Thai ties lead to lessons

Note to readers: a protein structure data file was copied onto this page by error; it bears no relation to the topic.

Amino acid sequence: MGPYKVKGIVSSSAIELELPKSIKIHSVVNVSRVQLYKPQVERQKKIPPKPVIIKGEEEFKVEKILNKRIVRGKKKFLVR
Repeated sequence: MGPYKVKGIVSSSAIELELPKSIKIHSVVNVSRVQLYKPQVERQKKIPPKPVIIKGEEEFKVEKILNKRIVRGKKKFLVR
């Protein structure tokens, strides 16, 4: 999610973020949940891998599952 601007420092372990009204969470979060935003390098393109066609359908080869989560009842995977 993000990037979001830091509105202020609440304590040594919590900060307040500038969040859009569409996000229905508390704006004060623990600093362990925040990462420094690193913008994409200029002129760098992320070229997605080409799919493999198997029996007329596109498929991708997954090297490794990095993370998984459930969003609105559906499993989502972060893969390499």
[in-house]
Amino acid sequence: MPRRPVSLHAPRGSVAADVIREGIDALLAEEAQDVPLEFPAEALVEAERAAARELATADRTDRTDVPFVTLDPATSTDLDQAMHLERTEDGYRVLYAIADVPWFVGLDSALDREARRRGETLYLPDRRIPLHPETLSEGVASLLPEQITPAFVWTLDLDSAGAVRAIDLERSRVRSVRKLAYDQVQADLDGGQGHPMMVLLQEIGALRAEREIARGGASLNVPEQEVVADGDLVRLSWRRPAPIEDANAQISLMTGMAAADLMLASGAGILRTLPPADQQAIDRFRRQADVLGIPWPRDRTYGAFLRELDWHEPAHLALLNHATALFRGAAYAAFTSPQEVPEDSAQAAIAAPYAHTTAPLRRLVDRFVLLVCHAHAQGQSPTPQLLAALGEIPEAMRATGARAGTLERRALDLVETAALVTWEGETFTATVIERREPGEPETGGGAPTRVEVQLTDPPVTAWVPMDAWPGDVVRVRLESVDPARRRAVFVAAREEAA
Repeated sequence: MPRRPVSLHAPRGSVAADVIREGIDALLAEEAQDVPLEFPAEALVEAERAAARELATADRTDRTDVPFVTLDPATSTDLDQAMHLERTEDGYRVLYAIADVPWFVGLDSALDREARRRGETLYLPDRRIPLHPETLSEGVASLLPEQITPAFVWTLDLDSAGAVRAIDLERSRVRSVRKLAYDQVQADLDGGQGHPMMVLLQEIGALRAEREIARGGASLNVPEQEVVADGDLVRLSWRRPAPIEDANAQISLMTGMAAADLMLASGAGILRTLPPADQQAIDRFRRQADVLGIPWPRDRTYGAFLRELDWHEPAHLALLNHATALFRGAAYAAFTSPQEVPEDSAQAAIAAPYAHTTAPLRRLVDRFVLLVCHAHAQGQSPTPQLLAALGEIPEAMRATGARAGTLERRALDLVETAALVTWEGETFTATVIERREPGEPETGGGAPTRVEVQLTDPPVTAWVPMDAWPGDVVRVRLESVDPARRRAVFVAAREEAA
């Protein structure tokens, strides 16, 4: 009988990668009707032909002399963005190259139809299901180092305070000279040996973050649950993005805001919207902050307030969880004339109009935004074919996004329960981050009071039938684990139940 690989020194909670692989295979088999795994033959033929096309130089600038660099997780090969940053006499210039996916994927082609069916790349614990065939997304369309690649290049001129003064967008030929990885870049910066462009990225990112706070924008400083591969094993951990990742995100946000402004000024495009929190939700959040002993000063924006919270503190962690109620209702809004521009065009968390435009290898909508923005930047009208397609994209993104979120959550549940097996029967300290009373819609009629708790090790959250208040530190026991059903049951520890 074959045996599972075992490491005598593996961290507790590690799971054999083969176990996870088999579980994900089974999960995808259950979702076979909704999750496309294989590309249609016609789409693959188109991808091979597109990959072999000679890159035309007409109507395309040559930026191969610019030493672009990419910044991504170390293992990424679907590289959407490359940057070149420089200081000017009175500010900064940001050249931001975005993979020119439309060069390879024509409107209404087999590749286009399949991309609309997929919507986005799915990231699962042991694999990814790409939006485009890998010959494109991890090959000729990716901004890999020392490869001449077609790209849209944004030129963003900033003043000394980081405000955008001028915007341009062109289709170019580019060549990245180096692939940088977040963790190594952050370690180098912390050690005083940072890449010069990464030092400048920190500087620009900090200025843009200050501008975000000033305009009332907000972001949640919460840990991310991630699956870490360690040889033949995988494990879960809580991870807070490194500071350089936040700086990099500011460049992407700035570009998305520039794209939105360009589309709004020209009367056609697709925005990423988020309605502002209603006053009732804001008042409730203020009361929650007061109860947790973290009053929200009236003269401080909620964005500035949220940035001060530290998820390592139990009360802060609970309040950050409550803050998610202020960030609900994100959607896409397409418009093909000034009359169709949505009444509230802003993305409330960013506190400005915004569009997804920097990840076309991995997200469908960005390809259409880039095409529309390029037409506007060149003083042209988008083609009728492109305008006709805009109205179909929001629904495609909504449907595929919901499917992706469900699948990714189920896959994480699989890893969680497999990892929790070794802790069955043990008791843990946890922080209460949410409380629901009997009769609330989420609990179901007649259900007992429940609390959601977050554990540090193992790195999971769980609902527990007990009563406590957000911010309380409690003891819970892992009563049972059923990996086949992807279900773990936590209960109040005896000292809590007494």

As soon as information began pouring in about the tsunami that struck Asia, Mindy Campbell knew that she had to do something. Campbell, a preschool and kindergarten teacher at the Grand Valley Early Childhood Literacy Center, has special ties to the area.From 1992 to 1994, Campbell served as a Peace Corps volunteer teaching English to middle school students in the Petchaboon province of Thailand. During her two years in Thailand, Campbell made many friends and visited various parts of Thailand, including the southern regions where the tsunami hit.Campbell’s first instinct was to see if the Peace Corps needed translators in Thailand to help with the relief effort. Those thoughts quickly changed to thoughts of her students in Colorado.”I could not abandon my students here, so I decided to raise money to help bring medicine and other necessities to Thailand,” Campbell said.”When I first talked to the kids about what happened in Thailand they listened very intently and were very concerned.”Campbell found appropriate reading materials that dealt with earthquakes and tsunamis so she could help her students understand some of the things they were hearing on television.The first day of the drive saw Jessie, a kindergartner, arrive late for class as she struggled to drag a gallon-sized plastic bag full of coins into the classroom. Campbell noted that the size and amount of Jessie’s donation excited the whole class. On that same day Hunter brought in $12 from his own piggy bank.”Hunter counted out 117 coins before he got tired and dumped the rest into the collection jar. His little sister even brought in money from her own piggy bank,” Campbell said. Andrew, a preschooler, also brought in his piggy bank to donate to the drive.The Pennies for Thailand Drive has provided many learning opportunities for students. Campbell erected a display in her classroom where students could explore the region. Students looked at photos, money and maps of Thailand as they learned more about the area that they were raising money for.While students have learned the value of helping others they have also expanded their vocabulary and worked on math standards.”We count with the coins and have learned the names of the coins, as well as learned to measure the height of the coins in the jar,” Campbell said.The penny drive was slated to end at the end of January, but students have been so dedicated to the drive that they continue to bring in money, and Campbell has extended the fund-raiser for another week or two.Sandy Hanson is the public information director for Garfield County School District No. 16. She can be reached at email@example.com or 285-5701.
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